And the bud-beaded heather nods to the shower,
And the hill torrents lift up their Voice ;
And the ikmjIs in the hollows mimic the fight
Of the rain, as their thousand points dart trn in
O, the rain, the plentiful rain !
And deep in the fir wood below, near the plain,
, A s'ngle thrush pipes full and sweet,
How days of clear shining will come after rain,
Waving meadows and thick-growing wheat;
So the voice of Hope sings, at the heart of our
, , fenrs,
Of the harvest that firings from a great nation's
O, the rain, the plentiful rain I
A vovmo; German merchant
in oston lately asked a young
lady in Austria a very interesting
question, and received tliti " hap)y
yes"" hy the Atlantic calde. .A
Vienna, paper, in. chronicling the
fact-; - says :.( "Perhnjis . the bride
and bridegroom may exchange in
the? same way their first kisses,
which. Would bo electrifying in
Juarez sent two thousand let
ters found in the apartments of the
late Archduke Maximilian to a
French ex-deputy, in order that
they might be published at Brus
sels in French and Spanish. The
book has been printed, but there is
a delay about its circulation.
Venice is built on IT 7 islands.
The grand canal cues the city into
two equal parts, and is serpentine
in it's course..., From these start
out a great raimber of smaller ca
nals, which correspond to. streets
inmalles cities' ; There arc, 150
small canals; add to these the
small roads or streets of the city,
and the whole amount to 2,480.
The canals arc crossed by 400
Fifty 3'cars ago the standard
price of horses : was very
low, -nTOO being considered as much
as a first-class animal was worth,
unless in exceptional cases, not
withstanding we had very much
the same quality of horso then as
. The cultivation of flax is daily
increasing in importance as a pro
duct Of "Western soil. Its value
hitherto has been greatly under
estimated, inasmuch as it was rais
ed .for the , ced ; only,; while thij
ibrc w5.s allowed1 to go to waste;
bnt within the last few Years ma
chinery , has -been -coprtnictcd to
work up that article to advantage
and the product is now extensively
used for covering bales of cotton.
To cover a crop of 3,000,000 bales
of cotton, 20,000,000 yards of bag
ging are required, at a cost of about
Major W. II. Smith, of Lex
ington (Ivy.,) says that it might
benefit farmers to be informed of
the plan which he has used with
success ibr ringing hogs. It is as
follows: Put , a running noose
around their tipper jaws arid draw
them to a ost
1 it w CTTITliln
j fj y 111 ; i.
means tire lai
hogs can be
handled without the difficulty ex
perienced in the old modes.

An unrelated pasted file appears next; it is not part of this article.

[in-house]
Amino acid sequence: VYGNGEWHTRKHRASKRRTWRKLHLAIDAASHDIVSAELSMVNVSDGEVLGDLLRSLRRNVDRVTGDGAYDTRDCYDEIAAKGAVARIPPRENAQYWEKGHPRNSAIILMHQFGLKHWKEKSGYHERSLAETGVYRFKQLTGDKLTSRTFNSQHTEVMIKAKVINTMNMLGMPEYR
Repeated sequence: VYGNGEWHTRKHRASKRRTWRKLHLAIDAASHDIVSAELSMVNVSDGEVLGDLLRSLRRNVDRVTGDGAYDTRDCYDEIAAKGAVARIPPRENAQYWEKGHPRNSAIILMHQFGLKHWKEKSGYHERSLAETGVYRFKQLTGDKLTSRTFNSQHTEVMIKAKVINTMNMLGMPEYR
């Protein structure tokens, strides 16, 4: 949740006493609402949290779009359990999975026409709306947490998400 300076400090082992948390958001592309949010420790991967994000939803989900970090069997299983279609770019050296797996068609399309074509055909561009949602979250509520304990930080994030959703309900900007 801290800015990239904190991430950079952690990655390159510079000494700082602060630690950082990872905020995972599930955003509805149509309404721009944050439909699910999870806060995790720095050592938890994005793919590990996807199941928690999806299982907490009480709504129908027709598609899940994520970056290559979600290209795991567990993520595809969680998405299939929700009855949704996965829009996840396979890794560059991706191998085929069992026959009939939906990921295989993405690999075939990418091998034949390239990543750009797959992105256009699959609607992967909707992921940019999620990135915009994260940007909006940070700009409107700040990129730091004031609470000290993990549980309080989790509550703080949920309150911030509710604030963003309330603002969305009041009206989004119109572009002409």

A writer in the Mark Lane
(Eng.) depress strongly advocates
working bulls.'- In his own case he
uses bridle, collar, and cart saddle.
He says it is remarkable how soon
a surly bull may be taught obedi
ence by a man of good common
sense, courage, and firmness.
The Maine Board of Agricul
ture lias directed the several agri
cultural societies of the Stateto
offer in premiums for the encour
agement of wheat culture a sum
equal to one-fourth of the bounty
so received during the years 1SG0,
3S70, and 1871. w
Another Successful Cable- .dying;
On the 13th the French cabie
was successfully' landed at St.
Pierre, and connections were made
with the main land.
The Great Eastern, which bore
the third Atlantic Cable as she
had bdrne the first, left Brest June
21st, with 2,72 G miles of cable in
her hold. The distance from Brest
to St. Pierre is only 2,325 miles,
showing an 'excess of cable over
actual distance of 400 miles, most
of which has probably been paid
out. St. Pierre, where the cable
was landcd on this side of the At
lantic, is a rocky islet off the coast
of Newfoundland, and the proper
ty of France. The line connecting
with the United States will be laid
along the Nova Scotian and Xew
England coast to Boston. This
additional distance, 722 mile, will
be laid by the steniners ScamJeria
and Vhittern: The total length of
the Franco-American cable will
thus be 3,407 miles.
The charter for this hew cable
was granted by the French Gov
ernment, in 1808, to Erlanger of
Paris; and Router of London the
former notorious as the Confede
rate Bond operator, and the latter
known fb'r his connection Avith
European telegraphy and news
despatches. Their franchise en
dures for 20 years; their capital
stock is fixed "at $0,000,000, and
they are restricted m their charges
to a limit of $20 for twenty words,
which is the same rate now charg
ed on the old cable. It is a citti
ous fact that the charge of 5 for
20 words Avas originally proposed
for the first cable, although much
more was finally demanded, and
two successive reductions Avere
made beforo the present schedule
Avas reached. The. French cable